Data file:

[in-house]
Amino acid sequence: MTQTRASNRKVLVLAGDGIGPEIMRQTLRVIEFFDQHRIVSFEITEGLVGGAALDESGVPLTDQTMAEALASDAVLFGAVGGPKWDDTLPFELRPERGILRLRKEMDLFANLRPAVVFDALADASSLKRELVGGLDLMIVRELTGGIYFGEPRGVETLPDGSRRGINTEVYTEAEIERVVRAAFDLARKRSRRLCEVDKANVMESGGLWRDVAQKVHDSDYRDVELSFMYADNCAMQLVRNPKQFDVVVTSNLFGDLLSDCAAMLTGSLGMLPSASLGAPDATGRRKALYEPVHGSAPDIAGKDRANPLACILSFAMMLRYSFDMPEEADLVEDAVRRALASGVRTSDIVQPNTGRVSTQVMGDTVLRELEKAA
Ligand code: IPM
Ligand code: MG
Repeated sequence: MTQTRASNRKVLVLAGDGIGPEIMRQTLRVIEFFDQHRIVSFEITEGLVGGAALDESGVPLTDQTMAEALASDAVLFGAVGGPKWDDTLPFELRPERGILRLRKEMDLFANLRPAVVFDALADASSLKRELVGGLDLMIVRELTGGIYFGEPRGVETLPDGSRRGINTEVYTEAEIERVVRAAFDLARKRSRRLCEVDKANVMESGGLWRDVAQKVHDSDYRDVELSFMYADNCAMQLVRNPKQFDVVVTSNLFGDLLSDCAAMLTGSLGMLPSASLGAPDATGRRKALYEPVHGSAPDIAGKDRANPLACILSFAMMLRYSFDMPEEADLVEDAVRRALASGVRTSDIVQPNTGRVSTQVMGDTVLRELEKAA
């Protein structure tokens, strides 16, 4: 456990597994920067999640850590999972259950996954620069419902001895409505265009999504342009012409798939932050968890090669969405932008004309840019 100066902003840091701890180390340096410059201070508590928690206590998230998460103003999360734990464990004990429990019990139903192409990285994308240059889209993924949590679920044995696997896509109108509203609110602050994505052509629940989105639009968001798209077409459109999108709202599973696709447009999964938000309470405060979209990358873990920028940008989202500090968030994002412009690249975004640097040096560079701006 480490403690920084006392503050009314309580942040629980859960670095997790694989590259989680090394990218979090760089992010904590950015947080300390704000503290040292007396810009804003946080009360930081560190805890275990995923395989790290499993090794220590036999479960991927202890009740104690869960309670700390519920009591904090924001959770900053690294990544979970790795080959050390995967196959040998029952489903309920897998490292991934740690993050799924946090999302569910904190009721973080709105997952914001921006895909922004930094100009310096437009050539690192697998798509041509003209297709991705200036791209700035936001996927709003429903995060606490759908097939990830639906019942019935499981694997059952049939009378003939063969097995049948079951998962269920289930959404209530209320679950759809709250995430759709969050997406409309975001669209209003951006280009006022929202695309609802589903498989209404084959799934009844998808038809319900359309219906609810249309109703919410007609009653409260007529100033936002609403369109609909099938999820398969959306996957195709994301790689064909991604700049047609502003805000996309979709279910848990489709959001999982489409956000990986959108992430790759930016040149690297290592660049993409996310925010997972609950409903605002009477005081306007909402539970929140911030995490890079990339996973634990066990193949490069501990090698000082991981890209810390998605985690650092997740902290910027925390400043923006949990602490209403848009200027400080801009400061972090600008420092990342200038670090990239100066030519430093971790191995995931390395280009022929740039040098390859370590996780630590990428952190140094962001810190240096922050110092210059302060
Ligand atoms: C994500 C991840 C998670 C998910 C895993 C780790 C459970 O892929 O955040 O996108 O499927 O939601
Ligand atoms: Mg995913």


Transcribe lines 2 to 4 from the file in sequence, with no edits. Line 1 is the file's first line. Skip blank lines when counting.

Amino acid sequence: MTQTRASNRKVLVLAGDGIGPEIMRQTLRVIEFFDQHRIVSFEITEGLVGGAALDESGVPLTDQTMAEALASDAVLFGAVGGPKWDDTLPFELRPERGILRLRKEMDLFANLRPAVVFDALADASSLKRELVGGLDLMIVRELTGGIYFGEPRGVETLPDGSRRGINTEVYTEAEIERVVRAAFDLARKRSRRLCEVDKANVMESGGLWRDVAQKVHDSDYRDVELSFMYADNCAMQLVRNPKQFDVVVTSNLFGDLLSDCAAMLTGSLGMLPSASLGAPDATGRRKALYEPVHGSAPDIAGKDRANPLACILSFAMMLRYSFDMPEEADLVEDAVRRALASGVRTSDIVQPNTGRVSTQVMGDTVLRELEKAA
Ligand code: IPM
Ligand code: MG